-- Obviously, it's Landon Young. The bigger question is who will become the No. 2 left tackle and can they be trusted as much as Young was trusted last year? Just from watching Watkins practice, it's possible, but it might be wise to give him a redshirt, putting two years between the two left tackles instead of just one.
If the Cats opt to use Meadows as UK's second left tackle option, Big George will play more tackle than guard, putting him out of position. He can do it, but his best fit is at guard. Regardless, of what Schlarman decides, there will be a lot of moving parts.
How Deep is UK's Rotation?
-- As of right now, Schlarman trusts eight guys. That's a solid rotation, but that doesn't replicate the nine-man platoon system Kentucky operated in 2016. He wants to have ten reliable bodies on the travel squad, but that doesn't necessarily mean all ten have to play regularly. Young and Stallings will play the majority of the snaps while the other three positions rotate more frequently.
Nick Haynes has Diabetes
-- People are wasting their time talking about this. If you think it's a big deal, I'm willing to throw fisticuffs.
Haynes has had Type I Diabetes for three years. Throughout that time he's played the best football of his career. Now people are wondering if he can maintain his weight because they found out he has a health issue.
He played at 260 last year in the bowl game and was the highest-graded offensive lineman on one of the best offensive lines in the country. This is an issue he's always dealt with and handled appropriately. Just because we know about it now will not change how he handles it during his senior season.
On a personal note, Haynes is a great guy. A respectful young man from a military family who's bowled multiple 300 games, he's much more than an offensive lineman. Kentucky fans should be proud to have Haynes represent their team.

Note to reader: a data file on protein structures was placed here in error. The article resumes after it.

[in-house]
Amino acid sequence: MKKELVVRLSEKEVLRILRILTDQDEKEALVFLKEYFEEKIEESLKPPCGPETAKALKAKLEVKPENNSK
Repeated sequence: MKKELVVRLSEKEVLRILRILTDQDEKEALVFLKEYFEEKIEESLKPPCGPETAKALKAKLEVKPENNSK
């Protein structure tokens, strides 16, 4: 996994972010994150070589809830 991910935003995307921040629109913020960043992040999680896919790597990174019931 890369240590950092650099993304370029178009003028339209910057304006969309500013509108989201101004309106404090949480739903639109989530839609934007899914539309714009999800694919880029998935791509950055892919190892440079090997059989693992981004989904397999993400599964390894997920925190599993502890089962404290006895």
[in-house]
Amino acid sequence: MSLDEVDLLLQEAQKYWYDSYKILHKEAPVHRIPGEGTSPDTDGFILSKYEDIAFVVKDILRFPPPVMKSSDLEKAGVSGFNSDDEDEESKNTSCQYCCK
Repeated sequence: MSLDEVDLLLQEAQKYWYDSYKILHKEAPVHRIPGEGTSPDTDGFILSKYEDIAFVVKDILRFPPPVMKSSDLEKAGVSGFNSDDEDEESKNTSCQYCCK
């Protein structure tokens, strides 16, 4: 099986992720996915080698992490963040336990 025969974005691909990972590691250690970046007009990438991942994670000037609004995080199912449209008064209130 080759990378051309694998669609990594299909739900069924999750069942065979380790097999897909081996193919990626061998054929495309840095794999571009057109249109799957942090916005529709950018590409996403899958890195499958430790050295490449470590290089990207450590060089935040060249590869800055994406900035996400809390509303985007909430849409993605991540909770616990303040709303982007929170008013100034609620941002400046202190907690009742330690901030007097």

John Schlarman can't remember the last time there was a fumble on a snap, thanks to Jon Toth's four years of service. That will change in 2017. That's not a knock on Bunchy Stallings. In fact, Stallings is a superior athlete to Toth and has a year of full-time experience bullying SEC opponents at guard. However, he's new and mistakes happen. They didn't happen under Toth, but there will be at least one timely bad snap that will frustrate fans this year.
The player behind Bunchy on the depth chart, Drake Jackson, will not see much action in his redshirt season. Stenberg, Stallings and Haynes are arguably the best on the offensive linemen and he is behind them on the depth chart.
Landon Young will receive all of the left tackle reps to start the season, but midway through the season Watkins' name will be called. Injuries and fatigue will force the Cats from saving him from using a redshirt, unless Mason Wolfe exceeds expectations.
Overall, it will be difficult to replicate last season's success in the trenches. The Cats lost experience at the two most important positions: center (Toth) and left tackle (Mosier). The line's play will not be a problem for fans to worry about, but I'll be surprised if Schlarman's group dominates like they did in the final nine games of the 2016 season.